Early Vedic Religion
The Agni Hotra
– words of power, cosmic correspondences, divine-human connections
2. Origins of Hinduism in two ancient cultural complexes:
b. Aryan culture (developed during 2nd millenium BCE)
i. Indo-European speaking > Vedic Sanskrit > Classical Sanskrit.
3. Two Dimensions of Early Vedic Religion: Sacrificial and Visionary
a. Visionary dimension – Experiential
i. Rishis’ use of soma leading to unmediated vision of the divine
b. Sacrificial dimension – Ritual
i. Priestly sacrificial cult centered on fire god Agni;
2. Humans and gods partners in maintaining ongoing creative processes of the world
4. Vedic Texts:
a. Revealed (shruti) in the visionary experiences of the rishis.
i. Transmitted first via oral traditions then via written traditions
b. Ritual function: mantra (verses used in liturgy) and brahmana (ritual exegesis)
1200BCE - Upanishads 600-300 BCE
5. Cosmology and Cosmogony
a. Cosmology – Notions of the world and its order
b. Cosmogony – an account of the emergence or creation of world order
i. A creation myth answer the question “How did the world and its social and natural order come into being?”
ii. Purpose not just to fulfill people’s curiosity, to put
them in touch with the sacred order or pattern that makes action meaningful
6. Three creation myths (and there are many more):
a. Indra slays Vrtra:
i. Early Vedic religion was polytheistic yet strove for deeper understanding of the world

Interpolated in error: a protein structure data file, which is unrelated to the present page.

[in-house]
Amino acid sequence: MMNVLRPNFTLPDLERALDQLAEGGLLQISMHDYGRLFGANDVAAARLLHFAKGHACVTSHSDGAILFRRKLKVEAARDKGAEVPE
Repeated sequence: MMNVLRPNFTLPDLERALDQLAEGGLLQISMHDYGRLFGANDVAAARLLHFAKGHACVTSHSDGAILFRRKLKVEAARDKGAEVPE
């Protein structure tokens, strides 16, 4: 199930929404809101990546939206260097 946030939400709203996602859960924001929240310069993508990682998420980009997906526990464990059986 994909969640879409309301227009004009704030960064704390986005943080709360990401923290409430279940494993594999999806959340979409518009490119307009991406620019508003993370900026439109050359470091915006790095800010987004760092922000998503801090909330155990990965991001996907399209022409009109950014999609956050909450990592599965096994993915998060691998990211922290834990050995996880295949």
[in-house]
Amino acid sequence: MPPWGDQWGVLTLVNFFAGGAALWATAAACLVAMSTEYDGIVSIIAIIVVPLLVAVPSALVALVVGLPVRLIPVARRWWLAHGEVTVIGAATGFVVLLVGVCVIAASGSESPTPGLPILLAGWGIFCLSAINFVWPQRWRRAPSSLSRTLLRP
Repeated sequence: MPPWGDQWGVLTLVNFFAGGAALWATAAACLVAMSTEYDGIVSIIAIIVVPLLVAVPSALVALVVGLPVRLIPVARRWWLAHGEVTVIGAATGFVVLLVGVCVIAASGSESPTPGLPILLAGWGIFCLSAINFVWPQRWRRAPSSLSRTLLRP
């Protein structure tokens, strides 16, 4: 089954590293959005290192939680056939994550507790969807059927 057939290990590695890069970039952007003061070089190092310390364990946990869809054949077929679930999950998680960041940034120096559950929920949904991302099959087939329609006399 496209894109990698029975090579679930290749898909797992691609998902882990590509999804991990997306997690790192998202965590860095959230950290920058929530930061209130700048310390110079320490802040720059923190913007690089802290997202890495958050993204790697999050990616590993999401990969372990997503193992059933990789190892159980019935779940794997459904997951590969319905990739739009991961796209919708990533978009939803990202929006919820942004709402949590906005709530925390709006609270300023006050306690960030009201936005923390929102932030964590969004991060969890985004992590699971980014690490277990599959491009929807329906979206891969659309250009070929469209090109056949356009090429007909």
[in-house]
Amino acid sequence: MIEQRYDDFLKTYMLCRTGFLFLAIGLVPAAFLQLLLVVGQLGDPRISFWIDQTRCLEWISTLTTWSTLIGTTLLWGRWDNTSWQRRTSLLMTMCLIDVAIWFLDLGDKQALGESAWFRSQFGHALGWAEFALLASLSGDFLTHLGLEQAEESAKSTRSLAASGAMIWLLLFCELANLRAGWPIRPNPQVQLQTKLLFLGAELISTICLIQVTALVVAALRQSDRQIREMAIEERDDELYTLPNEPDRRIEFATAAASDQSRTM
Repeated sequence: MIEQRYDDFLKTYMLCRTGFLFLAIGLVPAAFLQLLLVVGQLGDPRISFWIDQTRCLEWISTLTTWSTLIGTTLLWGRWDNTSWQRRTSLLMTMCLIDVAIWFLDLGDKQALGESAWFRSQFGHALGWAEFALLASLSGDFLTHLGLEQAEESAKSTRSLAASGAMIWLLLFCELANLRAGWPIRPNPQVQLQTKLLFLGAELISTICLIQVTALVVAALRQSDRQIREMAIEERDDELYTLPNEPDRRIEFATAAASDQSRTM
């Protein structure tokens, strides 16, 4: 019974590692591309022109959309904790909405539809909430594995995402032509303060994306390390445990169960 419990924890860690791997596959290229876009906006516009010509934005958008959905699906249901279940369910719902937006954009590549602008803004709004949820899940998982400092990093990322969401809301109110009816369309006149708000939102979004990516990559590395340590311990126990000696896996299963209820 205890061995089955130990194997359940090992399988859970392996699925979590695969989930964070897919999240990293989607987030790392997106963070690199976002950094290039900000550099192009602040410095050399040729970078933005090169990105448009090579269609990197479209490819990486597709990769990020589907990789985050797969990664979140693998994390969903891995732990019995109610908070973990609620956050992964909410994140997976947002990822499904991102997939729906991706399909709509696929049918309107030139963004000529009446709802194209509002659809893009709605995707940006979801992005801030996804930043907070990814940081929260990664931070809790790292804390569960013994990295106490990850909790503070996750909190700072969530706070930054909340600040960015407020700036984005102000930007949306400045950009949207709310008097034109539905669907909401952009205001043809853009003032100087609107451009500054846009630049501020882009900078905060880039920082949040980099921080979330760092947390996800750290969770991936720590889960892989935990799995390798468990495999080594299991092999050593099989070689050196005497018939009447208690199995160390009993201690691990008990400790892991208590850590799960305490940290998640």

ii. The categories of “non-existence” and “existence” – primordial, undifferentiated, inertia, passive state of potential (chaos) / differentiated, active and creative process of becoming (order)
iii. Vrtra: darkness and bondage, keeps the waters trapped in his belly (or within a mountain around which he is wrapped). Water as primordial condition. Indra: powers of existence, creation, order in the world
iv. Indra overcomes Vrtra: Reaching to the heart of creative potential to release it into activity and order.
v. The cosmogony is a myth about the first time. But not
the one and only time. It is also
about the ongoing and dynamic nature of the world. Moving from “non-existence” to “Existence,”
from passive to active and back again.
vi. Central concern in the early Veda: How to maintain the
world in its ongoing process of becoming.
7. The Hymn of Origins
a. Philosophical speculation embodied in narrative form: Wondering about the ultimate nature and source of all things: what lies beyond ordinary experience?
b. The One behind the Many: India’s question: What is the relationship
between absolute unity and infinite and creative multiplicity.
8. Purusha Sukta
a. A Sacrifice (yajna)
i. As microcosm
ii. As creative paradigm of all existence
iii. As means of maintaining the worlds creative and ordered processes via connections between the world and the elements of the sacrifice